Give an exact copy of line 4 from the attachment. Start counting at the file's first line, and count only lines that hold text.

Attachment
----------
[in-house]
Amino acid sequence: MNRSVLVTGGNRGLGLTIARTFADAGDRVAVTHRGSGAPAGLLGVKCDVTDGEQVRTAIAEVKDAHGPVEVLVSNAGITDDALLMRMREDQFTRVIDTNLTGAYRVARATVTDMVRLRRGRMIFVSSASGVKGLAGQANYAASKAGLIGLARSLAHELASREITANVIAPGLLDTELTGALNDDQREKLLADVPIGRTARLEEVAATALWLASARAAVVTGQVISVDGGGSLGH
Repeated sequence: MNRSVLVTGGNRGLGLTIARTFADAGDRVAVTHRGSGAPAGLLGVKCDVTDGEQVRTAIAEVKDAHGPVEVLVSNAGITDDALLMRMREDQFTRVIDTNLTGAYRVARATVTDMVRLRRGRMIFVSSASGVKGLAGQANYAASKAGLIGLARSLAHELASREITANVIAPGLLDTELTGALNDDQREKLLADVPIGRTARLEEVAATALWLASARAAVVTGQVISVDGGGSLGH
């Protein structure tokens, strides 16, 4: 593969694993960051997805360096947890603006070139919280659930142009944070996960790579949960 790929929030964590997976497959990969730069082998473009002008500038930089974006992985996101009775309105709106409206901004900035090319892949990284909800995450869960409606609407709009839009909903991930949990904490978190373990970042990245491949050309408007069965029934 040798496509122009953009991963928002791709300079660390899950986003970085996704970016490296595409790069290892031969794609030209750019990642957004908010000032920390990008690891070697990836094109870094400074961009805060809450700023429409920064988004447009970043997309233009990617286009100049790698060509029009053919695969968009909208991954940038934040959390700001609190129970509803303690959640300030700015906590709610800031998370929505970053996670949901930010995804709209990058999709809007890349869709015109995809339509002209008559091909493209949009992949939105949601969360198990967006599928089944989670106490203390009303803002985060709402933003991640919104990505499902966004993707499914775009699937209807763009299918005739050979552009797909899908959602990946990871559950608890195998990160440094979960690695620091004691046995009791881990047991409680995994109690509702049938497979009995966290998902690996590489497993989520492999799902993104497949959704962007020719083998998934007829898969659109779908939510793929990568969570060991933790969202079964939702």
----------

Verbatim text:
């Protein structure tokens, strides 16, 4: 593969694993960051997805360096947890603006070139919280659930142009944070996960790579949960 790929929030964590997976497959990969730069082998473009002008500038930089974006992985996101009775309105709106409206901004900035090319892949990284909800995450869960409606609407709009839009909903991930949990904490978190373990970042990245491949050309408007069965029934 040798496509122009953009991963928002791709300079660390899950986003970085996704970016490296595409790069290892031969794609030209750019990642957004908010000032920390990008690891070697990836094109870094400074961009805060809450700023429409920064988004447009970043997309233009990617286009100049790698060509029009053919695969968009909208991954940038934040959390700001609190129970509803303690959640300030700015906590709610800031998370929505970053996670949901930010995804709209990058999709809007890349869709015109995809339509002209008559091909493209949009992949939105949601969360198990967006599928089944989670106490203390009303803002985060709402933003991640919104990505499902966004993707499914775009699937209807763009299918005739050979552009797909899908959602990946990871559950608890195998990160440094979960690695620091004691046995009791881990047991409680995994109690509702049938497979009995966290998902690996590489497993989520492999799902993104497949959704962007020719083998998934007829898969659109779908939510793929990568969570060991933790969202079964939702």